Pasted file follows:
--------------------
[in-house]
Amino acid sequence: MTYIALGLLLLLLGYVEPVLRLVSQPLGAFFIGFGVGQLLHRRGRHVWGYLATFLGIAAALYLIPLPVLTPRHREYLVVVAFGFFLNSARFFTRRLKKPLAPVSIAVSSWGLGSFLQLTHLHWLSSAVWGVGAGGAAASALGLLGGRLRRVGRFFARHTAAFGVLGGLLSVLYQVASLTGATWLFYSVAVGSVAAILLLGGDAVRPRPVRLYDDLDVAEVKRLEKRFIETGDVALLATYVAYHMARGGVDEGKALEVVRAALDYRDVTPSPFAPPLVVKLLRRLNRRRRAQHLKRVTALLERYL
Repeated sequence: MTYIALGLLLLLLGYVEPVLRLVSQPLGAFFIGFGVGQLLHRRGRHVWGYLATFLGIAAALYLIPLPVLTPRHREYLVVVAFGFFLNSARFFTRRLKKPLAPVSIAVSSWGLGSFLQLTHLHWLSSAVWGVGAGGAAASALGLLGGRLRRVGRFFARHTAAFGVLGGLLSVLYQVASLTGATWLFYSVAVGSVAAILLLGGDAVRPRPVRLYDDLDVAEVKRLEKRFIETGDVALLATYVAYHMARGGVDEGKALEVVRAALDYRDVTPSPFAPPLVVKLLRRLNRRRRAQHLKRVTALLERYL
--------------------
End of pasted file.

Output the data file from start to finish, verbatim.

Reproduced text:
[in-house]
Amino acid sequence: MTYIALGLLLLLLGYVEPVLRLVSQPLGAFFIGFGVGQLLHRRGRHVWGYLATFLGIAAALYLIPLPVLTPRHREYLVVVAFGFFLNSARFFTRRLKKPLAPVSIAVSSWGLGSFLQLTHLHWLSSAVWGVGAGGAAASALGLLGGRLRRVGRFFARHTAAFGVLGGLLSVLYQVASLTGATWLFYSVAVGSVAAILLLGGDAVRPRPVRLYDDLDVAEVKRLEKRFIETGDVALLATYVAYHMARGGVDEGKALEVVRAALDYRDVTPSPFAPPLVVKLLRRLNRRRRAQHLKRVTALLERYL
Repeated sequence: MTYIALGLLLLLLGYVEPVLRLVSQPLGAFFIGFGVGQLLHRRGRHVWGYLATFLGIAAALYLIPLPVLTPRHREYLVVVAFGFFLNSARFFTRRLKKPLAPVSIAVSSWGLGSFLQLTHLHWLSSAVWGVGAGGAAASALGLLGGRLRRVGRFFARHTAAFGVLGGLLSVLYQVASLTGATWLFYSVAVGSVAAILLLGGDAVRPRPVRLYDDLDVAEVKRLEKRFIETGDVALLATYVAYHMARGGVDEGKALEVVRAALDYRDVTPSPFAPPLVVKLLRRLNRRRRAQHLKRVTALLERYL